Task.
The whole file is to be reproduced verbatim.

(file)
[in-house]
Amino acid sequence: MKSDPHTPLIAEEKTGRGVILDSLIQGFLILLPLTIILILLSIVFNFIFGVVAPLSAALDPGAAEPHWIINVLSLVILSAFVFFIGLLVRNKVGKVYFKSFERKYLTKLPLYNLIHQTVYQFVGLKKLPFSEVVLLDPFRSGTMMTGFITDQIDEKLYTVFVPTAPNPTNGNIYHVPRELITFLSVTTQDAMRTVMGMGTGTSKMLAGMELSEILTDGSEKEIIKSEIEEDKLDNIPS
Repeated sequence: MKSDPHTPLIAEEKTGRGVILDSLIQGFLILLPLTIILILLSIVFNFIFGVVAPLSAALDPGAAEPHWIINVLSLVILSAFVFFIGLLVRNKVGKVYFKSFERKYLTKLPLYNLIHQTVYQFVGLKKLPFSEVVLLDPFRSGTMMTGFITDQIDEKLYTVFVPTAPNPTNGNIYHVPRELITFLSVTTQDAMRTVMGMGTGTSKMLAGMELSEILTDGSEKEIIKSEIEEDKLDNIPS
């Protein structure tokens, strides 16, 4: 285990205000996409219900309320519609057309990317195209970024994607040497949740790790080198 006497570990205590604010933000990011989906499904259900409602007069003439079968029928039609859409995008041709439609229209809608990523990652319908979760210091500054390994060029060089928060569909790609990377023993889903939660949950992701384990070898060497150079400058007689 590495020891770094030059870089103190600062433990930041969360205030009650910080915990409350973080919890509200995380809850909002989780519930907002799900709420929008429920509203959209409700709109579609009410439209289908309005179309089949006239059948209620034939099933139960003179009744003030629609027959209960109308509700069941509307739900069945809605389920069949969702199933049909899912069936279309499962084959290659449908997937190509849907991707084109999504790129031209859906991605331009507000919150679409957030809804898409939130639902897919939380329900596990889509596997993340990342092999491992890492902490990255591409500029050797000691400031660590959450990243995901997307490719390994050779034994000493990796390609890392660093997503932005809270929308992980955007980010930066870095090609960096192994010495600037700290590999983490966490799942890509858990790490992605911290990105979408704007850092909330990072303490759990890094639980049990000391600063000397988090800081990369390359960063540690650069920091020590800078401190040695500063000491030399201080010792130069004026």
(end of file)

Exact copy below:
[in-house]
Amino acid sequence: MKSDPHTPLIAEEKTGRGVILDSLIQGFLILLPLTIILILLSIVFNFIFGVVAPLSAALDPGAAEPHWIINVLSLVILSAFVFFIGLLVRNKVGKVYFKSFERKYLTKLPLYNLIHQTVYQFVGLKKLPFSEVVLLDPFRSGTMMTGFITDQIDEKLYTVFVPTAPNPTNGNIYHVPRELITFLSVTTQDAMRTVMGMGTGTSKMLAGMELSEILTDGSEKEIIKSEIEEDKLDNIPS
Repeated sequence: MKSDPHTPLIAEEKTGRGVILDSLIQGFLILLPLTIILILLSIVFNFIFGVVAPLSAALDPGAAEPHWIINVLSLVILSAFVFFIGLLVRNKVGKVYFKSFERKYLTKLPLYNLIHQTVYQFVGLKKLPFSEVVLLDPFRSGTMMTGFITDQIDEKLYTVFVPTAPNPTNGNIYHVPRELITFLSVTTQDAMRTVMGMGTGTSKMLAGMELSEILTDGSEKEIIKSEIEEDKLDNIPS
């Protein structure tokens, strides 16, 4: 285990205000996409219900309320519609057309990317195209970024994607040497949740790790080198 006497570990205590604010933000990011989906499904259900409602007069003439079968029928039609859409995008041709439609229209809608990523990652319908979760210091500054390994060029060089928060569909790609990377023993889903939660949950992701384990070898060497150079400058007689 590495020891770094030059870089103190600062433990930041969360205030009650910080915990409350973080919890509200995380809850909002989780519930907002799900709420929008429920509203959209409700709109579609009410439209289908309005179309089949006239059948209620034939099933139960003179009744003030629609027959209960109308509700069941509307739900069945809605389920069949969702199933049909899912069936279309499962084959290659449908997937190509849907991707084109999504790129031209859906991605331009507000919150679409957030809804898409939130639902897919939380329900596990889509596997993340990342092999491992890492902490990255591409500029050797000691400031660590959450990243995901997307490719390994050779034994000493990796390609890392660093997503932005809270929308992980955007980010930066870095090609960096192994010495600037700290590999983490966490799942890509858990790490992605911290990105979408704007850092909330990072303490759990890094639980049990000391600063000397988090800081990369390359960063540690650069920091020590800078401190040695500063000491030399201080010792130069004026």